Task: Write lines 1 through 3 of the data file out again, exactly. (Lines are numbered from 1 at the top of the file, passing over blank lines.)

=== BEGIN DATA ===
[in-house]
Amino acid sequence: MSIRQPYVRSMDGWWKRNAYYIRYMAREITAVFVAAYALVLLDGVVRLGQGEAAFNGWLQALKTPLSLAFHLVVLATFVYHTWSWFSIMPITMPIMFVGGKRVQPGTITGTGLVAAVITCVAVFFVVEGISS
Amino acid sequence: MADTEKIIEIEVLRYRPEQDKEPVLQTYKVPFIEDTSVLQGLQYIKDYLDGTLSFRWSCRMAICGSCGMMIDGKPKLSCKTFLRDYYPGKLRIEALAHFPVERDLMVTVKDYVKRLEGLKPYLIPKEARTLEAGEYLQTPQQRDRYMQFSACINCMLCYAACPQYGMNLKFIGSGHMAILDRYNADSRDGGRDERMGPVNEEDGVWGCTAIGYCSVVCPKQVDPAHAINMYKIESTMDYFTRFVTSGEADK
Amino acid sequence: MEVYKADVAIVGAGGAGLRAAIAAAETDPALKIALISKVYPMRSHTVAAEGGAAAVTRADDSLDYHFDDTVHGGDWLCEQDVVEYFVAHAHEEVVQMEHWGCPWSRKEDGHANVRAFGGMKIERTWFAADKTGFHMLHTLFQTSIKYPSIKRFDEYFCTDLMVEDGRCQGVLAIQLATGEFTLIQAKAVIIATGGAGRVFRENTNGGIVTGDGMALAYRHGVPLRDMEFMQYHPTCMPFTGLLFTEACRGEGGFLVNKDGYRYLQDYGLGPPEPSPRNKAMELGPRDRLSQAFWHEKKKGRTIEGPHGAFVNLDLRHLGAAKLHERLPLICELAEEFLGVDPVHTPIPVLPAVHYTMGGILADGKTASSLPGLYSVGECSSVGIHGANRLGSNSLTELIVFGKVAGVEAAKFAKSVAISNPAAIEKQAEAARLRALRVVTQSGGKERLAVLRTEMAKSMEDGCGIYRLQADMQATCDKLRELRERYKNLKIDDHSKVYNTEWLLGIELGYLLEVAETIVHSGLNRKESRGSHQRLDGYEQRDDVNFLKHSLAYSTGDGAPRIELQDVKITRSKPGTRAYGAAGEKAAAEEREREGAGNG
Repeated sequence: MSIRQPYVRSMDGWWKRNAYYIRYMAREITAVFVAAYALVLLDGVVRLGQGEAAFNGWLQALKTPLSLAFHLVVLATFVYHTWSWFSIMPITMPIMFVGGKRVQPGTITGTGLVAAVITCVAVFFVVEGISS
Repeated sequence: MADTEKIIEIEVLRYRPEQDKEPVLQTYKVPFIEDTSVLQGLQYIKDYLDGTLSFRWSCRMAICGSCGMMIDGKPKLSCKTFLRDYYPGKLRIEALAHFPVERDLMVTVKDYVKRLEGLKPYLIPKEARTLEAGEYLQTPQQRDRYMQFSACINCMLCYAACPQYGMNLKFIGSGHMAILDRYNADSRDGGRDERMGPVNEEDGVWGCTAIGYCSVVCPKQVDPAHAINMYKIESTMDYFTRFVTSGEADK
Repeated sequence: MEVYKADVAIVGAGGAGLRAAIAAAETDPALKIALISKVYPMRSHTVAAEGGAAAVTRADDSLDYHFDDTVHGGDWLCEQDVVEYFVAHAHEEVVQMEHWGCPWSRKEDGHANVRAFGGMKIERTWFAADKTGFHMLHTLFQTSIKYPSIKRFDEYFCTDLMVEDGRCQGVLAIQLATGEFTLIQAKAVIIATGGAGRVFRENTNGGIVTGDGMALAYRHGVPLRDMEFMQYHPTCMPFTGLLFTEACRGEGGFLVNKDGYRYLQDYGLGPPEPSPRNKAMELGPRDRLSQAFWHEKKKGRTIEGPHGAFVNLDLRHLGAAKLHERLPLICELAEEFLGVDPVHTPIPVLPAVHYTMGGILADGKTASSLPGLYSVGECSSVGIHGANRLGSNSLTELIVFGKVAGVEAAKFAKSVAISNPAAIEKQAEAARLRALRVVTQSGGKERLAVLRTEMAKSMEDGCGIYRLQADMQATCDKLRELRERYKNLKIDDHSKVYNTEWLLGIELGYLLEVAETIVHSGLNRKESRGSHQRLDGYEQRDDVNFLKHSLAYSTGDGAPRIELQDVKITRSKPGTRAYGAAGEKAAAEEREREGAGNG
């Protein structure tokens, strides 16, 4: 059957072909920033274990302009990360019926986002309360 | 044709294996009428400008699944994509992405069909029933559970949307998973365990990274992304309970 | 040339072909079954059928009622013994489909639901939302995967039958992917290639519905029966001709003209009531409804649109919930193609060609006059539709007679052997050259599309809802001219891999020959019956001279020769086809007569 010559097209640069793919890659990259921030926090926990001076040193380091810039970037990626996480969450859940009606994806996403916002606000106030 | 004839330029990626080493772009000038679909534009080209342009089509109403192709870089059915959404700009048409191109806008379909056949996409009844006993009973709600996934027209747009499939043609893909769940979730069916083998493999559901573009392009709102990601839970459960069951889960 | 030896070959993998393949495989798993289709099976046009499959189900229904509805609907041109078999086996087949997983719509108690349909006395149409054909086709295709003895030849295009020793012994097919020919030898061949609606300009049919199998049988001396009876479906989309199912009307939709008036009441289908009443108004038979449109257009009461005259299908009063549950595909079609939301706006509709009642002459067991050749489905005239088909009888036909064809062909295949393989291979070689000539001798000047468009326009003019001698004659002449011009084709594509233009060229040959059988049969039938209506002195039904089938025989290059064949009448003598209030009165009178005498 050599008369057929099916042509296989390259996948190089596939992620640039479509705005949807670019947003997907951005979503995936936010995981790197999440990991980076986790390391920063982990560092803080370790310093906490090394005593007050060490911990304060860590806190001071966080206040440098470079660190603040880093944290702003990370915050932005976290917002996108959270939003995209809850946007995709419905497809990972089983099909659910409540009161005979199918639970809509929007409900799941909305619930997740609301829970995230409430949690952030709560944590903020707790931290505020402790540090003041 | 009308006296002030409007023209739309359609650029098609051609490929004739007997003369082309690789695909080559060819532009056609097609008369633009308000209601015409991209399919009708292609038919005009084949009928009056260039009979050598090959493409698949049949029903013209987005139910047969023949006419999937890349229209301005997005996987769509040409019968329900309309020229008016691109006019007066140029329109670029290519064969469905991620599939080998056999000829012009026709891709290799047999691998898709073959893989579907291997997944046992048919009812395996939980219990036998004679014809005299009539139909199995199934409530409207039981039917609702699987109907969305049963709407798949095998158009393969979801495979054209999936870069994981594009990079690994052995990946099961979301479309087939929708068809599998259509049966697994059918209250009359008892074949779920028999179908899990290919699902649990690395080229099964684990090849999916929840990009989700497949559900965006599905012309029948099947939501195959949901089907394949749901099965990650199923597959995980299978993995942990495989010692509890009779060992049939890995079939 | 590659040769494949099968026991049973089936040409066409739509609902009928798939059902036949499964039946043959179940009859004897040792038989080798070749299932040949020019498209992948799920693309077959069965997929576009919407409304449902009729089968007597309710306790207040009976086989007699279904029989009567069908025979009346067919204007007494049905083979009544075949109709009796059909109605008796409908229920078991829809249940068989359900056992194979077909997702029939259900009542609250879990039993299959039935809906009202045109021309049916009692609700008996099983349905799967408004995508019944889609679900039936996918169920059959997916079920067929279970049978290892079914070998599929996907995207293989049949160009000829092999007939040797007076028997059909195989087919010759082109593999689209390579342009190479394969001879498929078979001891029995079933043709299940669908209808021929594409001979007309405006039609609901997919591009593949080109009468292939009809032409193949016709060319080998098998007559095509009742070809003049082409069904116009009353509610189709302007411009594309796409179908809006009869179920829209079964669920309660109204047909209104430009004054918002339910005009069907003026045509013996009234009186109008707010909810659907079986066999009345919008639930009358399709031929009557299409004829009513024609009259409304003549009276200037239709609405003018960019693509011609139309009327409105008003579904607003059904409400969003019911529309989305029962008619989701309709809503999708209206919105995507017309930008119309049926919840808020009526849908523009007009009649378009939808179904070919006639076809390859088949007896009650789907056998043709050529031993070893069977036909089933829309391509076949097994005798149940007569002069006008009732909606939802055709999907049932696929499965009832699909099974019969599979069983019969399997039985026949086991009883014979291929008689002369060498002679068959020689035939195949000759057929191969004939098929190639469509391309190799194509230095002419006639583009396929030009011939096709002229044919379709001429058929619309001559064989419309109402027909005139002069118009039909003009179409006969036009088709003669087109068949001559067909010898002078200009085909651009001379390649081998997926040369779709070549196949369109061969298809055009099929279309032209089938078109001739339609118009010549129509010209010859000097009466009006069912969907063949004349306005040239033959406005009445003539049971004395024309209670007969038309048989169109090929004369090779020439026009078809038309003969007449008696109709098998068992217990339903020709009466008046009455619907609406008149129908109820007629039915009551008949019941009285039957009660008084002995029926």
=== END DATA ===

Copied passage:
[in-house]
Amino acid sequence: MSIRQPYVRSMDGWWKRNAYYIRYMAREITAVFVAAYALVLLDGVVRLGQGEAAFNGWLQALKTPLSLAFHLVVLATFVYHTWSWFSIMPITMPIMFVGGKRVQPGTITGTGLVAAVITCVAVFFVVEGISS
Amino acid sequence: MADTEKIIEIEVLRYRPEQDKEPVLQTYKVPFIEDTSVLQGLQYIKDYLDGTLSFRWSCRMAICGSCGMMIDGKPKLSCKTFLRDYYPGKLRIEALAHFPVERDLMVTVKDYVKRLEGLKPYLIPKEARTLEAGEYLQTPQQRDRYMQFSACINCMLCYAACPQYGMNLKFIGSGHMAILDRYNADSRDGGRDERMGPVNEEDGVWGCTAIGYCSVVCPKQVDPAHAINMYKIESTMDYFTRFVTSGEADK